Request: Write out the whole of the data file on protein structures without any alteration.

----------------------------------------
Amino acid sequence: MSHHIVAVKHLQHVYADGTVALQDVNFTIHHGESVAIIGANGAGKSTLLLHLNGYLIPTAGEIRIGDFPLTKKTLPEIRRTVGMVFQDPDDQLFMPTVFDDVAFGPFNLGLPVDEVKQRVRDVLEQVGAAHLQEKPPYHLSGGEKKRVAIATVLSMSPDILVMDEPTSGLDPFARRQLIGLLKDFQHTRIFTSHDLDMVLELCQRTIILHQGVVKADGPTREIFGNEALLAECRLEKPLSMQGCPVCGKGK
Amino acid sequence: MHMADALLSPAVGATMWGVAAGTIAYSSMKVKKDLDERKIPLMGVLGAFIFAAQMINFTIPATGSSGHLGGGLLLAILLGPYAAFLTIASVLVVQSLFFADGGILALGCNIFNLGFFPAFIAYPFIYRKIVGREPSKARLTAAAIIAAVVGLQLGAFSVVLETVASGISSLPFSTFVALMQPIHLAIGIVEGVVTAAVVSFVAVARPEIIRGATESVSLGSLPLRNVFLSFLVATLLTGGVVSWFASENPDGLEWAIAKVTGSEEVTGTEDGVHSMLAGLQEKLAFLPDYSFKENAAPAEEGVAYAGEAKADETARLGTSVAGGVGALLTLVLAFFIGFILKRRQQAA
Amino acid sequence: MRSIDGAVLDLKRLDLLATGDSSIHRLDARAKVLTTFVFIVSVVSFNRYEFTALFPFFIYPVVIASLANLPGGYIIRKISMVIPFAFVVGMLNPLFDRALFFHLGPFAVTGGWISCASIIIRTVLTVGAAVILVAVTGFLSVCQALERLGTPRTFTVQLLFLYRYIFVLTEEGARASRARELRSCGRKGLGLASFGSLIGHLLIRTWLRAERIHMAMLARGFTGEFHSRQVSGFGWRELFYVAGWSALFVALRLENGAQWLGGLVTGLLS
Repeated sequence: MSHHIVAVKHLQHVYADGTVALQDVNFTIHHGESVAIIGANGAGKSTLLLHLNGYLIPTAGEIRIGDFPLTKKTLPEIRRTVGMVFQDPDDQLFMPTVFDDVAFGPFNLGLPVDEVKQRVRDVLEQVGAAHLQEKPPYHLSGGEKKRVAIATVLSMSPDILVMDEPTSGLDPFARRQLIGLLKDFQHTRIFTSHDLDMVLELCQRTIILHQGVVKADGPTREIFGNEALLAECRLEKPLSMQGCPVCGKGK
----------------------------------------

Amino acid sequence: MSHHIVAVKHLQHVYADGTVALQDVNFTIHHGESVAIIGANGAGKSTLLLHLNGYLIPTAGEIRIGDFPLTKKTLPEIRRTVGMVFQDPDDQLFMPTVFDDVAFGPFNLGLPVDEVKQRVRDVLEQVGAAHLQEKPPYHLSGGEKKRVAIATVLSMSPDILVMDEPTSGLDPFARRQLIGLLKDFQHTRIFTSHDLDMVLELCQRTIILHQGVVKADGPTREIFGNEALLAECRLEKPLSMQGCPVCGKGK
Amino acid sequence: MHMADALLSPAVGATMWGVAAGTIAYSSMKVKKDLDERKIPLMGVLGAFIFAAQMINFTIPATGSSGHLGGGLLLAILLGPYAAFLTIASVLVVQSLFFADGGILALGCNIFNLGFFPAFIAYPFIYRKIVGREPSKARLTAAAIIAAVVGLQLGAFSVVLETVASGISSLPFSTFVALMQPIHLAIGIVEGVVTAAVVSFVAVARPEIIRGATESVSLGSLPLRNVFLSFLVATLLTGGVVSWFASENPDGLEWAIAKVTGSEEVTGTEDGVHSMLAGLQEKLAFLPDYSFKENAAPAEEGVAYAGEAKADETARLGTSVAGGVGALLTLVLAFFIGFILKRRQQAA
Amino acid sequence: MRSIDGAVLDLKRLDLLATGDSSIHRLDARAKVLTTFVFIVSVVSFNRYEFTALFPFFIYPVVIASLANLPGGYIIRKISMVIPFAFVVGMLNPLFDRALFFHLGPFAVTGGWISCASIIIRTVLTVGAAVILVAVTGFLSVCQALERLGTPRTFTVQLLFLYRYIFVLTEEGARASRARELRSCGRKGLGLASFGSLIGHLLIRTWLRAERIHMAMLARGFTGEFHSRQVSGFGWRELFYVAGWSALFVALRLENGAQWLGGLVTGLLS
Repeated sequence: MSHHIVAVKHLQHVYADGTVALQDVNFTIHHGESVAIIGANGAGKSTLLLHLNGYLIPTAGEIRIGDFPLTKKTLPEIRRTVGMVFQDPDDQLFMPTVFDDVAFGPFNLGLPVDEVKQRVRDVLEQVGAAHLQEKPPYHLSGGEKKRVAIATVLSMSPDILVMDEPTSGLDPFARRQLIGLLKDFQHTRIFTSHDLDMVLELCQRTIILHQGVVKADGPTREIFGNEALLAECRLEKPLSMQGCPVCGKGK